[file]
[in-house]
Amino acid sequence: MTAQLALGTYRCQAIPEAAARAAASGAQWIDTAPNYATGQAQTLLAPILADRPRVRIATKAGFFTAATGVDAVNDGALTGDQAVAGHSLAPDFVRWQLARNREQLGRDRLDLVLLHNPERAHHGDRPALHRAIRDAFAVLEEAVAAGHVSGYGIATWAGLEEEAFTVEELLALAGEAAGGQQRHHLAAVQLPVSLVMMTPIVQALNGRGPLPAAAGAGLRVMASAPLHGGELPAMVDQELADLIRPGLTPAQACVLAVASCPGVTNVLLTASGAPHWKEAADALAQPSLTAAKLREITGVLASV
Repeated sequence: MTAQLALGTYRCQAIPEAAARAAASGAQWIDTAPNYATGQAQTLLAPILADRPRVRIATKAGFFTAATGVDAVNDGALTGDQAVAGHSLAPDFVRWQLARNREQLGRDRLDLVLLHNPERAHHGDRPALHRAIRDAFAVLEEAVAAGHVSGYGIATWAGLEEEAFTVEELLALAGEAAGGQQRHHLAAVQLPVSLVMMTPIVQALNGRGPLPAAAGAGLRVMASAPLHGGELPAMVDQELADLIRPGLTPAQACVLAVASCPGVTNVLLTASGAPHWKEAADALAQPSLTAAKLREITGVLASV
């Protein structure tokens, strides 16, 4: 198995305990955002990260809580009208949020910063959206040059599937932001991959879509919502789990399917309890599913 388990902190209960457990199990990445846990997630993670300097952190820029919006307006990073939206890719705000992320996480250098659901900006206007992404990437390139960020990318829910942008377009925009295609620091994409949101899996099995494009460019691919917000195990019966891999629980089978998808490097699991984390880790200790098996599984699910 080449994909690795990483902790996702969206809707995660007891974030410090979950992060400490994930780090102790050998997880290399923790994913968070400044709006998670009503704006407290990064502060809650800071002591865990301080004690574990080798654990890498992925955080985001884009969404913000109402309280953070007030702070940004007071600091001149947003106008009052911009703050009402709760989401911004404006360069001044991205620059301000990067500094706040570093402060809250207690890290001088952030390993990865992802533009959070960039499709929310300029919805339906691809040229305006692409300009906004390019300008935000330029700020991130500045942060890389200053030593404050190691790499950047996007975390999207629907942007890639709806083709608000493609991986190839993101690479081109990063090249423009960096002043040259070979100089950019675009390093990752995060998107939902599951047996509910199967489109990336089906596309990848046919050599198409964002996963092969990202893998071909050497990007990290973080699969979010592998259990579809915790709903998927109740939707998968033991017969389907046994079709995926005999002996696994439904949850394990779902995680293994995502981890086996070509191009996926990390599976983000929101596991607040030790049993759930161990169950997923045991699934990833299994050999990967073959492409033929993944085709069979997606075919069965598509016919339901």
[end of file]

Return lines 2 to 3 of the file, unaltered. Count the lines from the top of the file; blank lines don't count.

Amino acid sequence: MTAQLALGTYRCQAIPEAAARAAASGAQWIDTAPNYATGQAQTLLAPILADRPRVRIATKAGFFTAATGVDAVNDGALTGDQAVAGHSLAPDFVRWQLARNREQLGRDRLDLVLLHNPERAHHGDRPALHRAIRDAFAVLEEAVAAGHVSGYGIATWAGLEEEAFTVEELLALAGEAAGGQQRHHLAAVQLPVSLVMMTPIVQALNGRGPLPAAAGAGLRVMASAPLHGGELPAMVDQELADLIRPGLTPAQACVLAVASCPGVTNVLLTASGAPHWKEAADALAQPSLTAAKLREITGVLASV
Repeated sequence: MTAQLALGTYRCQAIPEAAARAAASGAQWIDTAPNYATGQAQTLLAPILADRPRVRIATKAGFFTAATGVDAVNDGALTGDQAVAGHSLAPDFVRWQLARNREQLGRDRLDLVLLHNPERAHHGDRPALHRAIRDAFAVLEEAVAAGHVSGYGIATWAGLEEEAFTVEELLALAGEAAGGQQRHHLAAVQLPVSLVMMTPIVQALNGRGPLPAAAGAGLRVMASAPLHGGELPAMVDQELADLIRPGLTPAQACVLAVASCPGVTNVLLTASGAPHWKEAADALAQPSLTAAKLREITGVLASV